The Association of Taxation Technicians (ATT) is calling on the Government to find ways to help those in self-employment and others who will otherwise not qualify for the measures it has announced.
On 26 March 2020, the Chancellor announced a new Self-Employed Income Support Scheme to provide a cash grant to those self-employed individuals (including partners in a trading partnership) who have suffered a loss of trading income due to COVID-19. Under the scheme, eligible self-employed individuals can claim support worth up to 80 per cent of their income for a three-month period (subject to a cap of £2,500 per month) as a single lump sum, expected to be paid in June 2020.1
Jeremy Coker, President of the ATT, said:
“We welcome the new scheme and the support that the Government has offered to the millions of self-employed people who are vital to the UK economy. Government officials have clearly been working outstandingly hard in recent days to pull this package together and have even more work to do in the coming weeks to design and implement the system which will enable eligible individuals to claim this valuable assistance.
“While it is a broad scheme, the qualifying conditions mean there are some groups who will not benefit. It is important those groups are aware so that they can start to seek help in terms of other support such as universal credit and other welfare schemes."2
As we understand it, individuals who do not appear to qualify under the current scheme include:
- Anyone who became self-employed on or after 6 April 2019 and will not therefore have declared self-employment on a 2018-19 tax return. The Association of Taxation Technicians suggests that one possible solution to this might be to extend the scheme to enable them to submit a tax return for 2019-20 very soon after the tax year ends and take this year into account under the scheme.
- Self-employed individuals with trading profits of over £50,000.3 This is in contrast to the Job Retention Scheme where higher earners who are furloughed can still receive support, capped at £2,500 per month.
- Anyone who did not file a tax return for 2018-19 but otherwise meets the conditions of being self-employed. Fortunately, the Government has given this group an extra four weeks until 23 April 2020 to submit a return. Anyone who got the majority of their income in 2018-19 from self-employment but thought they did not need to file – perhaps because their income was under the personal allowance – should now look again as to whether they could and should have filed for 2018-19 in order to be eligible for support through this scheme. They should do this as soon as possible as if they have not already registered for self-assessment they may struggle to do this - and submit a return - in the time allowed.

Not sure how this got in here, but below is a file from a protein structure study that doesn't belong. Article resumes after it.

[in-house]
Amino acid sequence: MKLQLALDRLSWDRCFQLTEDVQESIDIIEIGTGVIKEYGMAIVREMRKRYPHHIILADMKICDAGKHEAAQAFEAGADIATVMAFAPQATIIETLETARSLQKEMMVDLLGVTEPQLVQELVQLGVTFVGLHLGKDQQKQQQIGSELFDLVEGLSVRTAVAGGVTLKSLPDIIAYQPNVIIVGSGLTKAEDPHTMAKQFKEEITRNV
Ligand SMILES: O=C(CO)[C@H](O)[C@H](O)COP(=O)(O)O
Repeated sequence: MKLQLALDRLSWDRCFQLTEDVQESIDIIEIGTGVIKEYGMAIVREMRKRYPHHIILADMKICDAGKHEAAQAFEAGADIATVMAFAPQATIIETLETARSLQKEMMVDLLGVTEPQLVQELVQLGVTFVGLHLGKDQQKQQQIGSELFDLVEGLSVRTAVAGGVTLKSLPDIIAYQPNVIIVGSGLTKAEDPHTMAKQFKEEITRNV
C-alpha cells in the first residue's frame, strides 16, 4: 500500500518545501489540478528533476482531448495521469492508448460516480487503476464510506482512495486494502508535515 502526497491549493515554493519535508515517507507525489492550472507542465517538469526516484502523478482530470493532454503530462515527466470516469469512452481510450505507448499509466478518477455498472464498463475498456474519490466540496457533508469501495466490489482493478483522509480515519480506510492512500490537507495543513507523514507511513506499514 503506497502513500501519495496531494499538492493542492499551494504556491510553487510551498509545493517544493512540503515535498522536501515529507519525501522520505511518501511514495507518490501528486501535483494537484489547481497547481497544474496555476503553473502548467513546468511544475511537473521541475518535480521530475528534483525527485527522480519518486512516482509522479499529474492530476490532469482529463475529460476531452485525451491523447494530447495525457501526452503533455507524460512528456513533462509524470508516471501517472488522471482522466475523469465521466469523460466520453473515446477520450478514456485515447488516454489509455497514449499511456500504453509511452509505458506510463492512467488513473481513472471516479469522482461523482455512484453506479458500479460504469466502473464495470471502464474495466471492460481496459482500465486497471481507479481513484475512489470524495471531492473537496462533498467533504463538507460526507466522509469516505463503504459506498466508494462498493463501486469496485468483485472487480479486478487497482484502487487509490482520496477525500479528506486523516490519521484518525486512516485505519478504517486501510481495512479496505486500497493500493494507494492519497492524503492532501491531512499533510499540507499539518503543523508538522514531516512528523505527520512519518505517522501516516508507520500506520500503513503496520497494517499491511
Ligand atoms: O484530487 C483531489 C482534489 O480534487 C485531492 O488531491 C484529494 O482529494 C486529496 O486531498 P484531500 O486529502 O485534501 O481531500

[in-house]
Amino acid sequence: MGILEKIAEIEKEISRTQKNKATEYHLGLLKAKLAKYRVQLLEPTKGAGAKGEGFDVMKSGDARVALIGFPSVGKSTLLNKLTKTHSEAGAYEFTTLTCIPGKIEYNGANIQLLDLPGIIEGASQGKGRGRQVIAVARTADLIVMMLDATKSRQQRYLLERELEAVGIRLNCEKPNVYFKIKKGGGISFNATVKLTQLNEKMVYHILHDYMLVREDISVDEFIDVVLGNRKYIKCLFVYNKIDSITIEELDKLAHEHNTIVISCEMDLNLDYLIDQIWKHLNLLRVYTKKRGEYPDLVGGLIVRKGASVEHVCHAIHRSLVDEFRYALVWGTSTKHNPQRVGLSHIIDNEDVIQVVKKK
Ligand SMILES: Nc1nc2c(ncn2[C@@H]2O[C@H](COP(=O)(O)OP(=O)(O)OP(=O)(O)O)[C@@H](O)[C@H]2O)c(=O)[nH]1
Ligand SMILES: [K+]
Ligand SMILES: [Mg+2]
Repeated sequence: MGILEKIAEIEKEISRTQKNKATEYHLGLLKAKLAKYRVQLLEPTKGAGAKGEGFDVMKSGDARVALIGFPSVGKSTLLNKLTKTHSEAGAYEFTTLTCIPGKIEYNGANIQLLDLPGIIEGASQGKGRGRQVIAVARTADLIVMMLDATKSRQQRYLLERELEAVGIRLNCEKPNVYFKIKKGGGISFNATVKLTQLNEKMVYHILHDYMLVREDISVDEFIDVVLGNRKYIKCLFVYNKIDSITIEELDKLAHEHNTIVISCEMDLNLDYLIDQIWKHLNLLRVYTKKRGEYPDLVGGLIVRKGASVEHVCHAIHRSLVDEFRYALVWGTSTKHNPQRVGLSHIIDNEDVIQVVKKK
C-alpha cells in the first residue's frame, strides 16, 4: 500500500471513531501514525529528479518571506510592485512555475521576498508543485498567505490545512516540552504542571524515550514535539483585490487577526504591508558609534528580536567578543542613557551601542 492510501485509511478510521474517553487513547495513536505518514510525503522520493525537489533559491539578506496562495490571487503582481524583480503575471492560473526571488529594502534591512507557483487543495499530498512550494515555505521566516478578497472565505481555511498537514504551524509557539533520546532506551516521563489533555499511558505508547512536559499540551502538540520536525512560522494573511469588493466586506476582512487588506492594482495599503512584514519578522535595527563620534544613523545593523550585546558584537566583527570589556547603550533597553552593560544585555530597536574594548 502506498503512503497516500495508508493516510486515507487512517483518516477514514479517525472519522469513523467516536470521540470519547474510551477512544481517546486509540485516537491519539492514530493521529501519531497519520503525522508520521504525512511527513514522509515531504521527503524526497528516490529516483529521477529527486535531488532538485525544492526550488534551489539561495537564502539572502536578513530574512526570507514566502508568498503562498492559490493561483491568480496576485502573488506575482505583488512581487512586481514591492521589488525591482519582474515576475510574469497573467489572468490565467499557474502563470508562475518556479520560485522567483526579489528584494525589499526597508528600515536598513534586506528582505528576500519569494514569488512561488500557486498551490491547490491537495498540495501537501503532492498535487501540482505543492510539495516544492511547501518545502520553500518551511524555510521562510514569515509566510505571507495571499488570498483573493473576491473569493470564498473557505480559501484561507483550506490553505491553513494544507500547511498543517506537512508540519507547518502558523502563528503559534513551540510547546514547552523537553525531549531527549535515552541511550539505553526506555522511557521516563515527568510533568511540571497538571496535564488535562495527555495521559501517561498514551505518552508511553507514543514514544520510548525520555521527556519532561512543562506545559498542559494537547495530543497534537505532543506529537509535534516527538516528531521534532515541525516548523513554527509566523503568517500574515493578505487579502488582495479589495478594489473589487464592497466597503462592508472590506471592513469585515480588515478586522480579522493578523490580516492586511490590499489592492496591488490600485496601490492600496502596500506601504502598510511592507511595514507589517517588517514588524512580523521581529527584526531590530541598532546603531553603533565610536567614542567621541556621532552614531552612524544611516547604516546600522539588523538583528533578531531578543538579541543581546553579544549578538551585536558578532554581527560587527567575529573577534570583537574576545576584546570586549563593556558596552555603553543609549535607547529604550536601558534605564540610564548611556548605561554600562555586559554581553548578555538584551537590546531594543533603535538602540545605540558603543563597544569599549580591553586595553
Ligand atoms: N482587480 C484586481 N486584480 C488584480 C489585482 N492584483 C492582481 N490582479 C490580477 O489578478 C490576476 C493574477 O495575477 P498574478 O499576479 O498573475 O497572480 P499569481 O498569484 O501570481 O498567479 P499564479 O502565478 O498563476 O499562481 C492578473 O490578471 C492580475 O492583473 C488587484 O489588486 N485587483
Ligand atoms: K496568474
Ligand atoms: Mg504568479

Another group who are not technically self-employed, even if they might think of themselves that way, are individuals who have their own company and have taken their income from the company as a small salary and the rest as dividends. They may not be able to claim support for the loss of salary under the Job Retention Scheme for themselves (even if it applies to their employees)4 as it is not clear how the sole director of a company can furlough themselves. Even if it is permitted for this group to benefit from the Job Retention Scheme, this will only allow a claim for the salary element which is usually modest. Since dividend income is not classed as self-employment income for the purposes of the Self-Employed Income Support Scheme there will be no additional support and such individuals will get much less than they might have hoped for.
Jeremy Coker continued:
“While we appreciate that the Government’s priority has to be getting support to the largest number of people in the quickest manner possible, in the coming weeks we would like to see the Government find ways to help those in self-employment and owners of small companies -who will otherwise not qualify for appropriate and much needed support.”
Notes for editors
1. Guidance on the Self-employed Income Protection scheme can be found here.
2. The Low Incomes Tax Reform Group (LITRG) provides guidance on benefits and tax credits and also has specific guidance on COVID-19.
3. The conditions to qualify include that the individual has self-employed trading profits of less than £50,000 and that they must receive more than half of their income from self-employment. To test the £50,000 limit the following conditions must be met:
a. The individual has trading profits/partnership trading profits in 2018-19 of less than £50,000 and these profits constitute more than half of your total taxable income
b. The individual has average trading profits in 2016-17, 2017-18, and 2018-19 of less than £50,000 and these profits constitute more than half of their average taxable income in the same period. (The average is adjusted if the individual started trading after 6 April 2016.)
4. Guidance on the Job Retention Scheme for employers can be found here.